If you did, you would see the text states that “Congress shall make no law...abridging the freedom of speech.”
Business men recognize its tremendous possibilities and advantageous help in saving time and abridging distance.
It was not codification but consolidation, not remoulding but abridging.
Hitherto physicians have most frequently been instrumental in abridging it.
If by aid of abridging, elucidating and arranging, we can get the reader engaged to peruse it patiently;—which seems doubtful.
It is, therefore, a thing most desirable to set up compound modes—short devices for abridging these.
They contrived, by abridging both rest and labour, to give him constant attendance.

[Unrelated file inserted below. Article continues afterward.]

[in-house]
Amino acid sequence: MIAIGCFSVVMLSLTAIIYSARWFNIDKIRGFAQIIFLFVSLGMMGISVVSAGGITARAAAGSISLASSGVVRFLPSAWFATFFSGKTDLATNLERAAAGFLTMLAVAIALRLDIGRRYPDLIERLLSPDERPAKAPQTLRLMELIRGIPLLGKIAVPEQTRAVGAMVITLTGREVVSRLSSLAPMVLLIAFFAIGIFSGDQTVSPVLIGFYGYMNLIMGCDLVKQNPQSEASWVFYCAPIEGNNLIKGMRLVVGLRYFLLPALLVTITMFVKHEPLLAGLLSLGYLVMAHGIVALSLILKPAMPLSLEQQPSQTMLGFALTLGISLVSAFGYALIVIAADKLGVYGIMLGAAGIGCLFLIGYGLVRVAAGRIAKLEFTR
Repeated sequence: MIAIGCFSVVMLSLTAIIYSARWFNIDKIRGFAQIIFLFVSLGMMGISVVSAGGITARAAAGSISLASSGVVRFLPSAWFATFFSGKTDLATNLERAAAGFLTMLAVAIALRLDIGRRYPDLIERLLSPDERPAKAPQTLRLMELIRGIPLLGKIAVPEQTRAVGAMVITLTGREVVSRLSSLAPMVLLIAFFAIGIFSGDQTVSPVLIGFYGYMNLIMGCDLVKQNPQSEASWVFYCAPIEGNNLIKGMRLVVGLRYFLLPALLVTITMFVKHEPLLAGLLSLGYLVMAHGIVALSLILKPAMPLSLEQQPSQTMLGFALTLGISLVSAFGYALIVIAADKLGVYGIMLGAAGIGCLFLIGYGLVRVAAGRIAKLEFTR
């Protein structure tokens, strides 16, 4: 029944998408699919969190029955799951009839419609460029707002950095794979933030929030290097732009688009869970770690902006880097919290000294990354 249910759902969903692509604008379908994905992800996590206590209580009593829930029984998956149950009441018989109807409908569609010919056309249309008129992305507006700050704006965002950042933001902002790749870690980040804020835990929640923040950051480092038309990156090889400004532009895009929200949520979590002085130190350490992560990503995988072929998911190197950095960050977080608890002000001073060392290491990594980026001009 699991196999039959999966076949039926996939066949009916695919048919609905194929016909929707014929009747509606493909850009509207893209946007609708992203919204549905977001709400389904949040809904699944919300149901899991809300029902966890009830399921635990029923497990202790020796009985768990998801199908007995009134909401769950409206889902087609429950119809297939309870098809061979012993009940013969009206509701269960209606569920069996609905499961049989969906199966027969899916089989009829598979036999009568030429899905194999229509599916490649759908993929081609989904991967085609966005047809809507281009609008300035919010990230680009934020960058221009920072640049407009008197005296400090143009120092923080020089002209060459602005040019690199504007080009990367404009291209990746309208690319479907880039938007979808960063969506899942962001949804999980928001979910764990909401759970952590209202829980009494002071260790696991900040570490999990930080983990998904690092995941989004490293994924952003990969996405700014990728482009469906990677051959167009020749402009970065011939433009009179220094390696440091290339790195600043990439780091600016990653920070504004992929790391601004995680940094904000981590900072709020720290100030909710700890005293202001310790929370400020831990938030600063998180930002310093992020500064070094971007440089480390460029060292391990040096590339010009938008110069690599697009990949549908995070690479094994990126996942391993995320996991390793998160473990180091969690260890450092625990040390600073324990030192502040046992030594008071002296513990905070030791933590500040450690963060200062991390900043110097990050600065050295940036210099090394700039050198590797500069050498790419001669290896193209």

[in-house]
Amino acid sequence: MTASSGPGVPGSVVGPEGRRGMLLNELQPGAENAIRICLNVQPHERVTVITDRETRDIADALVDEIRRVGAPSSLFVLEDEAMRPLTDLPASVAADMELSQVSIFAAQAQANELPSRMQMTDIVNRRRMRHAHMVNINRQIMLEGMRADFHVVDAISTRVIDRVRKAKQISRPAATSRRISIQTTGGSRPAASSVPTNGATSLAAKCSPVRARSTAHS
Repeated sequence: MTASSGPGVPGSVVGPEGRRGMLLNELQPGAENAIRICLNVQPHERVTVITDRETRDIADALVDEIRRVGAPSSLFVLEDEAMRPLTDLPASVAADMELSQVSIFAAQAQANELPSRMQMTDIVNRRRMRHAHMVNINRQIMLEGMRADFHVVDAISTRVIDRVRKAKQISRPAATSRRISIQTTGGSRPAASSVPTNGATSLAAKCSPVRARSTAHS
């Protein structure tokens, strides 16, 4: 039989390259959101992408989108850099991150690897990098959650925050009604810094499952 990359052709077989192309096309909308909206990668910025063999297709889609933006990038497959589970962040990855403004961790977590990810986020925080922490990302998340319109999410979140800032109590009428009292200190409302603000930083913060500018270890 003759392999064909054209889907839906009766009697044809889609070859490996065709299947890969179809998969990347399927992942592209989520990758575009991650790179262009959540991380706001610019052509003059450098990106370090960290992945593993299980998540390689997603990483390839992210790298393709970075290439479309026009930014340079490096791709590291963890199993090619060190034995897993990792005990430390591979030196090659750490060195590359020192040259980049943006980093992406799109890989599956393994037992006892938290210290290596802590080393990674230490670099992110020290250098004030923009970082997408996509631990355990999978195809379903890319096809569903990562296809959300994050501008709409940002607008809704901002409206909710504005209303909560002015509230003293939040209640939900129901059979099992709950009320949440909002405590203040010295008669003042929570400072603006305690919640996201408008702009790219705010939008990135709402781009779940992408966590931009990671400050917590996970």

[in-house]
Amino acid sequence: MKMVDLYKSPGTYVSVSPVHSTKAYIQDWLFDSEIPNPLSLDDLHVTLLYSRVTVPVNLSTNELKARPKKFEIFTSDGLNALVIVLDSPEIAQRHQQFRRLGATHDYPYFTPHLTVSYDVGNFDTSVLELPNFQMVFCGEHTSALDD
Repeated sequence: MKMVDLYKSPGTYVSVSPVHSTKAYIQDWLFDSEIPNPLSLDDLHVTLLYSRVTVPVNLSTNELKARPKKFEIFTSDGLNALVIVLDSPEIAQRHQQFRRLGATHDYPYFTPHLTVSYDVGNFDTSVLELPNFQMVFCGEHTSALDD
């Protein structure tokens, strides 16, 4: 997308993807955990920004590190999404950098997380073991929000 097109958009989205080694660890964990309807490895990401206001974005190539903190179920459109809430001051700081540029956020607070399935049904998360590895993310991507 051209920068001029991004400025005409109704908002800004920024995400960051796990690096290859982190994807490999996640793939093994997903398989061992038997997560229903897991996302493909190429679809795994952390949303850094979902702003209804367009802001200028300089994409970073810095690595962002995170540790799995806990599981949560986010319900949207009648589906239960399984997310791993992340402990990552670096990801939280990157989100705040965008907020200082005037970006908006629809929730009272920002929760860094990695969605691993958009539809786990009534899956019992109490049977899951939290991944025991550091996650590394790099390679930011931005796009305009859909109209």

I take the liberty of abridging the story by omitting several details.
Her work has mainly consisted in abridging these records, collected from so many different sources.
The institution of property, in abridging freedom, creates duties; and in furnishing security, establishes rights.
c.1300, abreggen, "to make shorter, to condense," from Old French abregier "abridge, diminish, shorten," from Late Latin abbreviare "make short" (see abbreviate). The sound development from Latin -vi- to French -dg- is paralleled in assuage (from assuavidare) and deluge (from diluvium). Related: Abridged; abridging.